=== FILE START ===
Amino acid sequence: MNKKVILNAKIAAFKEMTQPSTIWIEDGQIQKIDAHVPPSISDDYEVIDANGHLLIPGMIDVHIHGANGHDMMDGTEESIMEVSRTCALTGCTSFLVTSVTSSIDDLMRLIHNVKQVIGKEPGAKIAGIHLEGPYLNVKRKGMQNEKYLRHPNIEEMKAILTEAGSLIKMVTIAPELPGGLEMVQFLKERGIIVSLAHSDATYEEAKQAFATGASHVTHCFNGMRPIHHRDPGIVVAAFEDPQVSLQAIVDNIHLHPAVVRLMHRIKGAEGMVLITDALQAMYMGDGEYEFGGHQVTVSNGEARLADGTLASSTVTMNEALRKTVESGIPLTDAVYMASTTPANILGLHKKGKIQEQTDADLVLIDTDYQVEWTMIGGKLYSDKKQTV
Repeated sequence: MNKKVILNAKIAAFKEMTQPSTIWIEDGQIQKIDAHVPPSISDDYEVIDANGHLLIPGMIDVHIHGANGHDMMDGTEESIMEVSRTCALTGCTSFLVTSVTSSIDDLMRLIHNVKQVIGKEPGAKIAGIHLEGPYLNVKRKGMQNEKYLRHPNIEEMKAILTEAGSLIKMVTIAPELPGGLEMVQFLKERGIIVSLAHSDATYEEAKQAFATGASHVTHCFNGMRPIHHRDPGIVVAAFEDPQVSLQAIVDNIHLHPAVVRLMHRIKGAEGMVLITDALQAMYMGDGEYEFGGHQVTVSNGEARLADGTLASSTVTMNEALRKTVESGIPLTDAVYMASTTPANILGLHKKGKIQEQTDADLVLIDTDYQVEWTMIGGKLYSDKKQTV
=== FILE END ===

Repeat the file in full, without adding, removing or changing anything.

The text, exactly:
Amino acid sequence: MNKKVILNAKIAAFKEMTQPSTIWIEDGQIQKIDAHVPPSISDDYEVIDANGHLLIPGMIDVHIHGANGHDMMDGTEESIMEVSRTCALTGCTSFLVTSVTSSIDDLMRLIHNVKQVIGKEPGAKIAGIHLEGPYLNVKRKGMQNEKYLRHPNIEEMKAILTEAGSLIKMVTIAPELPGGLEMVQFLKERGIIVSLAHSDATYEEAKQAFATGASHVTHCFNGMRPIHHRDPGIVVAAFEDPQVSLQAIVDNIHLHPAVVRLMHRIKGAEGMVLITDALQAMYMGDGEYEFGGHQVTVSNGEARLADGTLASSTVTMNEALRKTVESGIPLTDAVYMASTTPANILGLHKKGKIQEQTDADLVLIDTDYQVEWTMIGGKLYSDKKQTV
Repeated sequence: MNKKVILNAKIAAFKEMTQPSTIWIEDGQIQKIDAHVPPSISDDYEVIDANGHLLIPGMIDVHIHGANGHDMMDGTEESIMEVSRTCALTGCTSFLVTSVTSSIDDLMRLIHNVKQVIGKEPGAKIAGIHLEGPYLNVKRKGMQNEKYLRHPNIEEMKAILTEAGSLIKMVTIAPELPGGLEMVQFLKERGIIVSLAHSDATYEEAKQAFATGASHVTHCFNGMRPIHHRDPGIVVAAFEDPQVSLQAIVDNIHLHPAVVRLMHRIKGAEGMVLITDALQAMYMGDGEYEFGGHQVTVSNGEARLADGTLASSTVTMNEALRKTVESGIPLTDAVYMASTTPANILGLHKKGKIQEQTDADLVLIDTDYQVEWTMIGGKLYSDKKQTV